Network settings are next. Setup gives you two basic options. The first is Typical, which installs the most commonly-used configuration for networking: TCP/IP, Microsoft Networks client, and File and Print Sharing for Microsoft Networks. The second option, Custom, lets you add and configure network protocols and services. If you're in a Windows networking environment with NT or Win2000 servers, Typical will probably work fine; that choice delivers you straight to the Workgroup/Domain selection page. If you're in a Novell NetWare environment, for example, Custom could be a better choice. In a business setting, you may need information provided by your network administrator.

Right after you choose network settings, setup gives you the choice between registering your computer with a specific workgroup or a Win2000/NT domain. Select the top choice on the page ("No, I am not part of a domain") if you want to register with a workgroup, and the bottom choice ("Yes") if you want to register with a domain (if available). No matter whether you choose "Yes" or "No," you must type either a workgroup name or a domain name in the field at the bottom -- otherwise your PC will not have LAN access.

The last part of the setup process is non-interactive and consists of copying the required components and configuring the operating system. This part can take anywhere from 10 to 45 minutes, depending on the number of options you're installing and your system's performance.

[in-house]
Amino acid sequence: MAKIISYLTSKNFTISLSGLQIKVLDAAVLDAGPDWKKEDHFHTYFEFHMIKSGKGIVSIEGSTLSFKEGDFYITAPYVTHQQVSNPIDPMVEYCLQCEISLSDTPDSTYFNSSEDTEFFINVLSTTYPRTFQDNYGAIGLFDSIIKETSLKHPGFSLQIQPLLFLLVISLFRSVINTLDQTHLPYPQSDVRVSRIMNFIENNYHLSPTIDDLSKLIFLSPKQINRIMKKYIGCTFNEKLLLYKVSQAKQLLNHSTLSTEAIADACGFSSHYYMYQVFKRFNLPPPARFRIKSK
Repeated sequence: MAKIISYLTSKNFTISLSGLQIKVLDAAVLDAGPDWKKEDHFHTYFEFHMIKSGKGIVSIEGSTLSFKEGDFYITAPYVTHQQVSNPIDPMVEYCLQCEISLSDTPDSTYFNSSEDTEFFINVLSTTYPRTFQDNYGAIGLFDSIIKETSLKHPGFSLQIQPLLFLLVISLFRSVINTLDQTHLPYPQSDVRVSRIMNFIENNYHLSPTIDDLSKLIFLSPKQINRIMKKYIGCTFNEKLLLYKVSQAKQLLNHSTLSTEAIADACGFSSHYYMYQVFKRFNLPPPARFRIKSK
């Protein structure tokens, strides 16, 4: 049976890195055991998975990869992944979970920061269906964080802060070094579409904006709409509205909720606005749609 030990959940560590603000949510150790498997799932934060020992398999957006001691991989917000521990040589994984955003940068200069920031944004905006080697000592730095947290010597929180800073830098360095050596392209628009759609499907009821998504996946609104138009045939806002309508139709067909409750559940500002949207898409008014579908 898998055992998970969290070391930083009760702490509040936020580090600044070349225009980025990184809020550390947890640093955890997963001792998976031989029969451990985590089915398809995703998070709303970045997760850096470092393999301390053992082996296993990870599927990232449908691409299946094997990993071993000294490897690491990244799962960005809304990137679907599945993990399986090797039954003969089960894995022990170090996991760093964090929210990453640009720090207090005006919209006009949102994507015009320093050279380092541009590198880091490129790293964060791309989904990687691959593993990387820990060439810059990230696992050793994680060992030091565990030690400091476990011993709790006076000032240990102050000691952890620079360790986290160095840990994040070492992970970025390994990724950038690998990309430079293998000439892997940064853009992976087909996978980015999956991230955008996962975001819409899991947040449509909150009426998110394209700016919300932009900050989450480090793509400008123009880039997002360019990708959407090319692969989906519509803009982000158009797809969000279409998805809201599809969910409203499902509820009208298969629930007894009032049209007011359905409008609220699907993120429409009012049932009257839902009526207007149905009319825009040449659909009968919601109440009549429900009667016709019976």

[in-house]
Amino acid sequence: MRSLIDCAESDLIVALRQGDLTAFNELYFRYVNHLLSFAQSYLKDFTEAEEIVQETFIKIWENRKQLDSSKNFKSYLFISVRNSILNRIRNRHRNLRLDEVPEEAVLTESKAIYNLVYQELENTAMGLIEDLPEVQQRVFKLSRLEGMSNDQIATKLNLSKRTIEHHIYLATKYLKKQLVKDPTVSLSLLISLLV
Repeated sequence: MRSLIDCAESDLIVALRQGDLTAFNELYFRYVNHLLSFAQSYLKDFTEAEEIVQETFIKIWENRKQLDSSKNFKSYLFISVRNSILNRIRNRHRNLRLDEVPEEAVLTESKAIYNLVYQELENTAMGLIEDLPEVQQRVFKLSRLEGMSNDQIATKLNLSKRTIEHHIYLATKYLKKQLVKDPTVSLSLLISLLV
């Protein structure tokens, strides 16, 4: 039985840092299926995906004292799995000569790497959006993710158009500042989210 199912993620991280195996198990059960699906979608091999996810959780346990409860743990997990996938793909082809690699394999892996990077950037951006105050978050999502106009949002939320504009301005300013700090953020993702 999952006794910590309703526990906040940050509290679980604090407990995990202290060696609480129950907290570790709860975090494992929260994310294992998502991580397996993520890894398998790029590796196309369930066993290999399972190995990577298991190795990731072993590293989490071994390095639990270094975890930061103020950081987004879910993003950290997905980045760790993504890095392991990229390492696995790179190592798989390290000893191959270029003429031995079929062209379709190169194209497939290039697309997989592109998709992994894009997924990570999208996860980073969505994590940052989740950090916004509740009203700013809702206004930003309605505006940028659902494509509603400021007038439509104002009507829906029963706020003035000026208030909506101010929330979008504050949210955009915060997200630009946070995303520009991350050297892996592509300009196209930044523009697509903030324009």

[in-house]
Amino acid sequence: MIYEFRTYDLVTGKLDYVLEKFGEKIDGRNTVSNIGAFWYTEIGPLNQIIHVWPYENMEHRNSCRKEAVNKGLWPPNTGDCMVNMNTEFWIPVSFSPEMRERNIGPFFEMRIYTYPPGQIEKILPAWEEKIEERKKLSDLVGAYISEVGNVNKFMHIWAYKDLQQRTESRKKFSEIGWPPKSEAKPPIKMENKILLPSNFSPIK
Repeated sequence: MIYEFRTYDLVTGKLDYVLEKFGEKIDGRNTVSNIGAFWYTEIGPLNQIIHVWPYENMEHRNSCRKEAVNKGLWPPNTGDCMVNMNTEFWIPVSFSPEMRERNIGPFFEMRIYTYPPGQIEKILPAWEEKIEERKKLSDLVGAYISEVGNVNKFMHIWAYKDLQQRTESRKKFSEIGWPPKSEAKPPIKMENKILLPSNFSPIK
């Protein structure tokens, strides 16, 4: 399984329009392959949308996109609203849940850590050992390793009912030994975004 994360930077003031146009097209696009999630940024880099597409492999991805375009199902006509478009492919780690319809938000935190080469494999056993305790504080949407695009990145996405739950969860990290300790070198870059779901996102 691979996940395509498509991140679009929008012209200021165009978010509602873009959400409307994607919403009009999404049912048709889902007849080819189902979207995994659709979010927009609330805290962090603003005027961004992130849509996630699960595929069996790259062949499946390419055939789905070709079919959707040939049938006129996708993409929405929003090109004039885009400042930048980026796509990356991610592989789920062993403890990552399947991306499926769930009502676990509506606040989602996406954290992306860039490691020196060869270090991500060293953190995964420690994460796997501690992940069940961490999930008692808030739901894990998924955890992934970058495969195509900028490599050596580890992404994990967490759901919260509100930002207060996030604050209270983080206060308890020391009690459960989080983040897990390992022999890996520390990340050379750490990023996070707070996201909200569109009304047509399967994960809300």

Once that's done, reboot. Congratulations! You've now got yourself a basic Win2000 system, and it's time to move on to the post-install configuration steps. (top)

Post-Install Tweaks

Once you've rebooted your newly-installed copy of Win2000 and admired the soothing cerulean color scheme, it's time to bring the operating system's components up to date. This means adding service packs, defragging the system, and updating any "placeholder" device drivers that have been installed by the system, such as the video driver. (top)

Configuring Drivers

The Win2000 CD comes with a fairly large library of drivers, but it doesn't contain everything, and it certainly doesn't contain the most recent versions of everything. One of the first things you need to do once Win2000 is up and running is to get the most recent editions of critical drivers, if you didn't do so in preparation for the installation.

Video drivers are typically not up-to-date with the first boot of Windows 2000, and are sometimes a little thorny in the early going. Some manufacturers have an automatic setup program that does all the work for you, while others expect you to do the installation "by hand." Matrox, for instance, has an excellent setup program that also installs useful display-configuration System Tray utilities. They add the ability to switch resolutions and color depths on the fly, and more. Hit up the your card manufacturer's Web site and find out exactly what you need to do to get your video driver and ancillary software fully installed. It'll help you get the most out of your Windows 2000 system.